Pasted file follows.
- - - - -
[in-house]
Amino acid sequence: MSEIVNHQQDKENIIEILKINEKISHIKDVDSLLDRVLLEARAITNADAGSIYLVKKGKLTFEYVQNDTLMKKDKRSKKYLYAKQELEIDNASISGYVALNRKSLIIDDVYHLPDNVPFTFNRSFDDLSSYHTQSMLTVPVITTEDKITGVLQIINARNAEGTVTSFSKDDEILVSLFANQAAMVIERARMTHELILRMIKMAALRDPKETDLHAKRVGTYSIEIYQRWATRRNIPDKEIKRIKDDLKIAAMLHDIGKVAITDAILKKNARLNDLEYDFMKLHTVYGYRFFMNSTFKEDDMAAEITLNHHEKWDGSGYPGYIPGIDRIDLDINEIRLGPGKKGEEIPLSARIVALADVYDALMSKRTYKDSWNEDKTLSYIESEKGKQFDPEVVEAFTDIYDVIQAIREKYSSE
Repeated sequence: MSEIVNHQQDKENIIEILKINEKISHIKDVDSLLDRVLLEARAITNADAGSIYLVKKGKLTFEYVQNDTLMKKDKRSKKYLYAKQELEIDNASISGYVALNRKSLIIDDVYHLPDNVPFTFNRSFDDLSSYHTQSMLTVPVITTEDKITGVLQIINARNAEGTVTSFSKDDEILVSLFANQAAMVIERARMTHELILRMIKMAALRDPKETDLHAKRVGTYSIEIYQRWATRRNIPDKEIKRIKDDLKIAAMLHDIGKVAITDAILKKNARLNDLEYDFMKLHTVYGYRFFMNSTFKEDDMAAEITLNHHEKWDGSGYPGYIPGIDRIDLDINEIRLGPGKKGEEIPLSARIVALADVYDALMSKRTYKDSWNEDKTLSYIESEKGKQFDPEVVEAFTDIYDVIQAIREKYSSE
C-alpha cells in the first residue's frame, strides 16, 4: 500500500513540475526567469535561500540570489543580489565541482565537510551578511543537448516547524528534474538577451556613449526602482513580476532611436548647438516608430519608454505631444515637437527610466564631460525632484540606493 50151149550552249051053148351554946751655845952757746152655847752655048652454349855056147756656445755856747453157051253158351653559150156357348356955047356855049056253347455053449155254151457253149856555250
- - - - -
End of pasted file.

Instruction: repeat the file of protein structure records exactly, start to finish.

[in-house]
Amino acid sequence: MSEIVNHQQDKENIIEILKINEKISHIKDVDSLLDRVLLEARAITNADAGSIYLVKKGKLTFEYVQNDTLMKKDKRSKKYLYAKQELEIDNASISGYVALNRKSLIIDDVYHLPDNVPFTFNRSFDDLSSYHTQSMLTVPVITTEDKITGVLQIINARNAEGTVTSFSKDDEILVSLFANQAAMVIERARMTHELILRMIKMAALRDPKETDLHAKRVGTYSIEIYQRWATRRNIPDKEIKRIKDDLKIAAMLHDIGKVAITDAILKKNARLNDLEYDFMKLHTVYGYRFFMNSTFKEDDMAAEITLNHHEKWDGSGYPGYIPGIDRIDLDINEIRLGPGKKGEEIPLSARIVALADVYDALMSKRTYKDSWNEDKTLSYIESEKGKQFDPEVVEAFTDIYDVIQAIREKYSSE
Repeated sequence: MSEIVNHQQDKENIIEILKINEKISHIKDVDSLLDRVLLEARAITNADAGSIYLVKKGKLTFEYVQNDTLMKKDKRSKKYLYAKQELEIDNASISGYVALNRKSLIIDDVYHLPDNVPFTFNRSFDDLSSYHTQSMLTVPVITTEDKITGVLQIINARNAEGTVTSFSKDDEILVSLFANQAAMVIERARMTHELILRMIKMAALRDPKETDLHAKRVGTYSIEIYQRWATRRNIPDKEIKRIKDDLKIAAMLHDIGKVAITDAILKKNARLNDLEYDFMKLHTVYGYRFFMNSTFKEDDMAAEITLNHHEKWDGSGYPGYIPGIDRIDLDINEIRLGPGKKGEEIPLSARIVALADVYDALMSKRTYKDSWNEDKTLSYIESEKGKQFDPEVVEAFTDIYDVIQAIREKYSSE
C-alpha cells in the first residue's frame, strides 16, 4: 500500500513540475526567469535561500540570489543580489565541482565537510551578511543537448516547524528534474538577451556613449526602482513580476532611436548647438516608430519608454505631444515637437527610466564631460525632484540606493 50151149550552249051053148351554946751655845952757746152655847752655048652454349855056147756656445755856747453157051253158351653559150156357348356955047356855049056253347455053449155254151457253149856555250